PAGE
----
Cyber security
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Cyber security
How to treat three common cyber tricks

Technical bulletin

Under the cover of the dark web, cyber criminals are refining their sinister methods; and they’re only becoming more sneaky and destructive. Here are three of their most common tricks and how you can avoid getting fooled.

1. You receive a phone call advising that your computer is infected

Here’s one of the most common schemes: You receive a call from someone disguised as an IT technician who claims your computer has a virus, and for £150 they can fix your problem by accessing your machine remotely.

You provide your payment information and log-in credentials, and it appears that the technician is ‘fixing’ your computer. In fact, they are either doing absolutely nothing, or downloading malware to transmit your personal and financial information. Scary, right?

How do you prevent this menacing scam?

  • Document the phone number of the caller and their name
  • Hang up
  • Block their number from calling again
  • Report the matter to:
  • England and Wales: Action Fraud
  • Scotland: Police Scotland

No reputable computer security company or software firm calls to inform anyone that they have a computer virus. Normally, your firewall will prompt a message prior to accessing a bad file or site, and your anti-virus software will scan and fix your files automatically. Check with your Internet Service Provider, because you may already be receiving these services at no additional cost.

2. You receive a shocking email

An email arrives into your in-box with a subject line that says, "Your payment of £3,100 to PayPal has been approved", or "I am NOT paying this invoice".

You can't resist the urge to open it. It might seem like you're due to receive a lot of money, or being accused of something you didn't do.

Emails with subject lines like these are remarkably successful in luring their victims into opening them. The real danger lies in the links. Clicking on these could open the door to malicious software, with ransomware being the usual suspect.

How to prevent this sinister scam?

  • Beware of signs that an email is malicious or fraudulent
  • Alert your IT security department immediately so other employees can be warned and protected. If you are a smaller business, run a virus scan and monitor your customer, company and financial information
  • Delete the email

3. You are tricked into transferring funds by an imposter

A business email compromise (BEC) can take many forms, but the most prevalent and costly iterations combine insider information (obtained by hacking or social engineering) with emails.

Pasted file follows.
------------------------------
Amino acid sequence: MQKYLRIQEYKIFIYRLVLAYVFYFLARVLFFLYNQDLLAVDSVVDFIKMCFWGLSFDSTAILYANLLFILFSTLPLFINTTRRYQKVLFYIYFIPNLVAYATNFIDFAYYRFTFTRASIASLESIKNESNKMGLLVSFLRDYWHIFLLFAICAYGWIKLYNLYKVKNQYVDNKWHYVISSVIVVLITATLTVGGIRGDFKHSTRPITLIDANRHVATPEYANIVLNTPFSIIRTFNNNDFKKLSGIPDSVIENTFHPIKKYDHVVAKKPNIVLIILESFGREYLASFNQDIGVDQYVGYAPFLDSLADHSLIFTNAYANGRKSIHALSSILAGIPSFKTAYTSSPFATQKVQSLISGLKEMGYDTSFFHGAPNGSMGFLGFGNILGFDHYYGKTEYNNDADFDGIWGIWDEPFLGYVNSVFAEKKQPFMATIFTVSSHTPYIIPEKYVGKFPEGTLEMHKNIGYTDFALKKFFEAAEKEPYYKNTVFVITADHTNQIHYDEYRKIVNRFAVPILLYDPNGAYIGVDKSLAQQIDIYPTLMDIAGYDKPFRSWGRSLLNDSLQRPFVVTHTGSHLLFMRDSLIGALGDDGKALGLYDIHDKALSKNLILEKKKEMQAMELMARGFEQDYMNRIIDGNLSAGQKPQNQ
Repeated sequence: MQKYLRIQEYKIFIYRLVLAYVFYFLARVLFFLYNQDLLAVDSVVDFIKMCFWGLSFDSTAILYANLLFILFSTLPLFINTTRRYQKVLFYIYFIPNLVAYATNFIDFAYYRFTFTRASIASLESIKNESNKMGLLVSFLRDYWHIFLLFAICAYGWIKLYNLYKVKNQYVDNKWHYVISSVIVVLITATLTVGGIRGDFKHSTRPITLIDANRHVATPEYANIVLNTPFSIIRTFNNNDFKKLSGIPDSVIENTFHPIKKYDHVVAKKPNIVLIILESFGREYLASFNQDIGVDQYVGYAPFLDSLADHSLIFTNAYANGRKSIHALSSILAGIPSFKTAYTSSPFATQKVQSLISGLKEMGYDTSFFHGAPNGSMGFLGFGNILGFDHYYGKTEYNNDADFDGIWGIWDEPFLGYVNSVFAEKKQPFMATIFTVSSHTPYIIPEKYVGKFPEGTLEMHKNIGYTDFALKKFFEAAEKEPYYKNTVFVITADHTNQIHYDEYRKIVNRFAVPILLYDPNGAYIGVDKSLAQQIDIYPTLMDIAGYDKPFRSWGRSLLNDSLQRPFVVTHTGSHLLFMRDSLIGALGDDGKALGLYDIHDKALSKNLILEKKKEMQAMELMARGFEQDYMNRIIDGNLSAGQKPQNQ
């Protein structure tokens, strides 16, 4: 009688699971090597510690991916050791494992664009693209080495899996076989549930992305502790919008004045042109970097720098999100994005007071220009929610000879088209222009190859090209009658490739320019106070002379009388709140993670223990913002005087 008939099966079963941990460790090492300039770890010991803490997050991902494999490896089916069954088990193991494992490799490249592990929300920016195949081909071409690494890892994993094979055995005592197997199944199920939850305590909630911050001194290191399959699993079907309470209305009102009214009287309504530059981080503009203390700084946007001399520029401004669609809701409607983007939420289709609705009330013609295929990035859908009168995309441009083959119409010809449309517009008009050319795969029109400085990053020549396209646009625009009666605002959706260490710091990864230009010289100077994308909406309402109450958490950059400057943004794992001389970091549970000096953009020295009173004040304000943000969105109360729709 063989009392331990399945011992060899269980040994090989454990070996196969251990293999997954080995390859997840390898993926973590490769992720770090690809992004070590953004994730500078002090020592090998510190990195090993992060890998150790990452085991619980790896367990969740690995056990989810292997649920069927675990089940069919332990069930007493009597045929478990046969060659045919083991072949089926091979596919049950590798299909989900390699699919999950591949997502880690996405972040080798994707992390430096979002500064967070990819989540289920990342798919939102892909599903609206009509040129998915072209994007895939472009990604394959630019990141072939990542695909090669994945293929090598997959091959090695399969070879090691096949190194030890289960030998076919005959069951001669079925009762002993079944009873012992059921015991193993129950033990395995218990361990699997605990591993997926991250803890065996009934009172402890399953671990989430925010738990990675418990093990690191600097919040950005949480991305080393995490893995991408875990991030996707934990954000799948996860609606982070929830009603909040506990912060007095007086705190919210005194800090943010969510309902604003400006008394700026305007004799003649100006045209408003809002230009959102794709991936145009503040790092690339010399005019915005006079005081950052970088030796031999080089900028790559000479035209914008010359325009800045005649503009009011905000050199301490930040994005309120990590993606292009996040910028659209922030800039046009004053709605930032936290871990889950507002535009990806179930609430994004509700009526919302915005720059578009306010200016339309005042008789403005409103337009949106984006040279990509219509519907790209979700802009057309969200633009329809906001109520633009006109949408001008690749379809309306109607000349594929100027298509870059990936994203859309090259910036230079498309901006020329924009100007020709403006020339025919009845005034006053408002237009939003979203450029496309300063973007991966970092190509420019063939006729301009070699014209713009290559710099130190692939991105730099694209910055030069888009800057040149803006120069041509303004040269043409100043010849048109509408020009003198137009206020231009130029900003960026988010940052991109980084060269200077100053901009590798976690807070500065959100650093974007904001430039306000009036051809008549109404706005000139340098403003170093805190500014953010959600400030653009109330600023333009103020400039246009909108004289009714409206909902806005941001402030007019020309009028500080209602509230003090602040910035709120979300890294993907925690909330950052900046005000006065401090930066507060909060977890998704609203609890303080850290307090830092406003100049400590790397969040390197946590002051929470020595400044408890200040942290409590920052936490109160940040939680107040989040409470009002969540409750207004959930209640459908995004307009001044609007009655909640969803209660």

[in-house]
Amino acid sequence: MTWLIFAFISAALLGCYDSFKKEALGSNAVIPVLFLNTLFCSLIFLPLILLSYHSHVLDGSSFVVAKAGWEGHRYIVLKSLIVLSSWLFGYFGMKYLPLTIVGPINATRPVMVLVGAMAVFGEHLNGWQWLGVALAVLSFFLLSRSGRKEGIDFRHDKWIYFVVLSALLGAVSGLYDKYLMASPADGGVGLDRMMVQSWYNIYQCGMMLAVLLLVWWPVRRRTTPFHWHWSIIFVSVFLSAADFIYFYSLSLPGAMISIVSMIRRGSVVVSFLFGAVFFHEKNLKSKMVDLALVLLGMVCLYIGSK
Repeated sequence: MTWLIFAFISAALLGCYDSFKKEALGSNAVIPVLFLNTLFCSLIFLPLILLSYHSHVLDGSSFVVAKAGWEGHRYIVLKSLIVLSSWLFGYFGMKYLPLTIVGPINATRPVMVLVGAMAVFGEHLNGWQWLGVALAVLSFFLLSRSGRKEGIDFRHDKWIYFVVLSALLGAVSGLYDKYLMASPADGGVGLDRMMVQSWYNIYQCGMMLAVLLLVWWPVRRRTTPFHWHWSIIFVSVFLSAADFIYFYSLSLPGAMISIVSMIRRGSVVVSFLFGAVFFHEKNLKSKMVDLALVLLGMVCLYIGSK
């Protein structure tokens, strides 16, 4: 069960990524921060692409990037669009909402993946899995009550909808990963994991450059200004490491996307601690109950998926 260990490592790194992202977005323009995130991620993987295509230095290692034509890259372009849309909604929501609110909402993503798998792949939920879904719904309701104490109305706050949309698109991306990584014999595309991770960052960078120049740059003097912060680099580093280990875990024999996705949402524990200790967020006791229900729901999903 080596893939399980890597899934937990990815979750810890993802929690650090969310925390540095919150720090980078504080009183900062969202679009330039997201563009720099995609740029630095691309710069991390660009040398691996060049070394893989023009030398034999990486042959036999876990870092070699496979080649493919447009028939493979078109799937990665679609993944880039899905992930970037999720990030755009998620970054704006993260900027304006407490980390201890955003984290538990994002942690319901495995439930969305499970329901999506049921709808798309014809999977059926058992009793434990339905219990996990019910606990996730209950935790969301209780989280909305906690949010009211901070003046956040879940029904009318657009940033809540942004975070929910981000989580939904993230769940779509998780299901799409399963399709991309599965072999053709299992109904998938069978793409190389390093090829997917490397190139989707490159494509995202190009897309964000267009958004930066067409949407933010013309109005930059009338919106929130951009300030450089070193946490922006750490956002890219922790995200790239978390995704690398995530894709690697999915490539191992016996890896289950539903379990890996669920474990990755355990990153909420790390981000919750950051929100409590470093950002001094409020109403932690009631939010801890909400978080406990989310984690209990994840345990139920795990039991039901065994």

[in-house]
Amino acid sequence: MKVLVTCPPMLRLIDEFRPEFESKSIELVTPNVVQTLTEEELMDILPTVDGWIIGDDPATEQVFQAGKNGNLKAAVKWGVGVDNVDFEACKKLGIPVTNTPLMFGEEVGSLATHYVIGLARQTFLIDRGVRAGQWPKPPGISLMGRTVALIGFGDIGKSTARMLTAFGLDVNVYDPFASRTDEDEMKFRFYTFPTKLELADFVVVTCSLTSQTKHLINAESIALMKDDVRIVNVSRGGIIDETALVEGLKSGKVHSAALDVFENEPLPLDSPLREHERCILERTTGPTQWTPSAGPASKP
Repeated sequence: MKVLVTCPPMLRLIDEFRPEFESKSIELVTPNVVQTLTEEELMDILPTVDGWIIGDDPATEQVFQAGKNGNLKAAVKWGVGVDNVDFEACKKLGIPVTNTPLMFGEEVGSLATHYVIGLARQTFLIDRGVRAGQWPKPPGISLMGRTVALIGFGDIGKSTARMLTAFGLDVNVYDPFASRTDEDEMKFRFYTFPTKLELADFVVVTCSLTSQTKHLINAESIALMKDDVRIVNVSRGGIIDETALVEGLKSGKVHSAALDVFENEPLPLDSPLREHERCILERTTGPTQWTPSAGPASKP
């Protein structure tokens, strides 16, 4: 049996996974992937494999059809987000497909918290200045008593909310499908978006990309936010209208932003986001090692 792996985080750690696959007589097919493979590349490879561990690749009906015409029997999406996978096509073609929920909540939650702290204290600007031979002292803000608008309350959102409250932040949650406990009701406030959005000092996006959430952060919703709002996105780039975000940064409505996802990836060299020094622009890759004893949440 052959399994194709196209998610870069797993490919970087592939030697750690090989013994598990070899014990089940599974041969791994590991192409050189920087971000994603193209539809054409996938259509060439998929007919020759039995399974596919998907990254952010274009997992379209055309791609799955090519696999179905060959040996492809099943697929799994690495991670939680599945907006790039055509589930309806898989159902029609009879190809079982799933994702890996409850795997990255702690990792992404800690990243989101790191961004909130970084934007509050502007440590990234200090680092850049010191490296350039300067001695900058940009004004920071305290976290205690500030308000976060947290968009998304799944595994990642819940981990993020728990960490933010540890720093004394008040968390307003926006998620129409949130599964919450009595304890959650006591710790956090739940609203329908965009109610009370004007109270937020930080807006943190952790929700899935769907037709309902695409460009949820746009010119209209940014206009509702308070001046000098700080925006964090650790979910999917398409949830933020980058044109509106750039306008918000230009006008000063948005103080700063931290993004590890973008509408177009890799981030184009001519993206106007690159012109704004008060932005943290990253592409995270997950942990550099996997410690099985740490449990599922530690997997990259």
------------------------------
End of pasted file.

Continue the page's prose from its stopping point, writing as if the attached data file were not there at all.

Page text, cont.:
The BEC scam usually starts off with an email that makes a pressing demand. It appears to come from an executive or trusted vendor who is unavailable to confirm the demand.

The sender demands that you transfer funds immediately to facilitate a deal or to pay an invoice. The receiver may be deceived by the sender’s inside information, such as details of a pending deal or specific relationship.

How to prevent this nefarious scam

  • Watch for emails that demand you make a funds transfer, change vendor information, or supply personal or financial information
  • Before taking action, confirm the request verbally; either by phone to a known number or in person
  • If you received the email via your work email account, alert your IT security department and the appropriate internal contact immediately so that preventive actions can be taken; such as blocking the scammers and raising your colleagues’ awareness

Awareness of these cyber tricks is your best defence.

Whether you're home, at work or out using your mobile device, always be on the lookout for cyber threats lurking in unexpected places.

For more helpful tips, visit The National Cyber Security Centre's website.

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HSB Cyber Insurance provides a computer, data and cyber insurance policy all in one for small and medium-sized businesses, and HSB Computer Insurance provides comprehensive cover for commercial computer hardware, data losses, increased costs, and virus, hacking and denial of service.
Reproduced with kind permission from HSB - Hartford Steam Boiler. For more insights, visit their Equipment Connection blog.